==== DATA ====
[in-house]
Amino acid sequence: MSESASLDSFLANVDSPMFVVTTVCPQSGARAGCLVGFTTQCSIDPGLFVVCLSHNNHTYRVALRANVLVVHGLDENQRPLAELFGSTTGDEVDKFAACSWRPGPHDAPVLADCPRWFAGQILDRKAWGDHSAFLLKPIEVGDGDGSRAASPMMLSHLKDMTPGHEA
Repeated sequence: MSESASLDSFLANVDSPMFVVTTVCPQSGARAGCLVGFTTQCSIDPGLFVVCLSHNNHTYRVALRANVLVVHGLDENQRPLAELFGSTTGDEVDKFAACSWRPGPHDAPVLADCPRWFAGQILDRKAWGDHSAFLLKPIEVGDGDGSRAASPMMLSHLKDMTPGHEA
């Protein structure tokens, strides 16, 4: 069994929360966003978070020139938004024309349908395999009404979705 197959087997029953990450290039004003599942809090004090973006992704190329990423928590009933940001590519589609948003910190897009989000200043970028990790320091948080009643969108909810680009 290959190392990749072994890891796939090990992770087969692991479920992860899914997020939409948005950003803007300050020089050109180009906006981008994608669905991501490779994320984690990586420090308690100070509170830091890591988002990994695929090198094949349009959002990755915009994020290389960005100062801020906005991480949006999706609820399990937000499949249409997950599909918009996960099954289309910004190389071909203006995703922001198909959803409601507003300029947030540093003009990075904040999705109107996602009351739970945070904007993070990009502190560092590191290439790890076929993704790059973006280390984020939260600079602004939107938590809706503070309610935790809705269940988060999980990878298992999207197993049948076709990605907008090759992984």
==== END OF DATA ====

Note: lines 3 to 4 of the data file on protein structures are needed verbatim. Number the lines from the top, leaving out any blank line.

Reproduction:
Repeated sequence: MSESASLDSFLANVDSPMFVVTTVCPQSGARAGCLVGFTTQCSIDPGLFVVCLSHNNHTYRVALRANVLVVHGLDENQRPLAELFGSTTGDEVDKFAACSWRPGPHDAPVLADCPRWFAGQILDRKAWGDHSAFLLKPIEVGDGDGSRAASPMMLSHLKDMTPGHEA
């Protein structure tokens, strides 16, 4: 069994929360966003978070020139938004024309349908395999009404979705 197959087997029953990450290039004003599942809090004090973006992704190329990423928590009933940001590519589609948003910190897009989000200043970028990790320091948080009643969108909810680009 290959190392990749072994890891796939090990992770087969692991479920992860899914997020939409948005950003803007300050020089050109180009906006981008994608669905991501490779994320984690990586420090308690100070509170830091890591988002990994695929090198094949349009959002990755915009994020290389960005100062801020906005991480949006999706609820399990937000499949249409997950599909918009996960099954289309910004190389071909203006995703922001198909959803409601507003300029947030540093003009990075904040999705109107996602009351739970945070904007993070990009502190560092590191290439790890076929993704790059973006280390984020939260600079602004939107938590809706503070309610935790809705269940988060999980990878298992999207197993049948076709990605907008090759992984």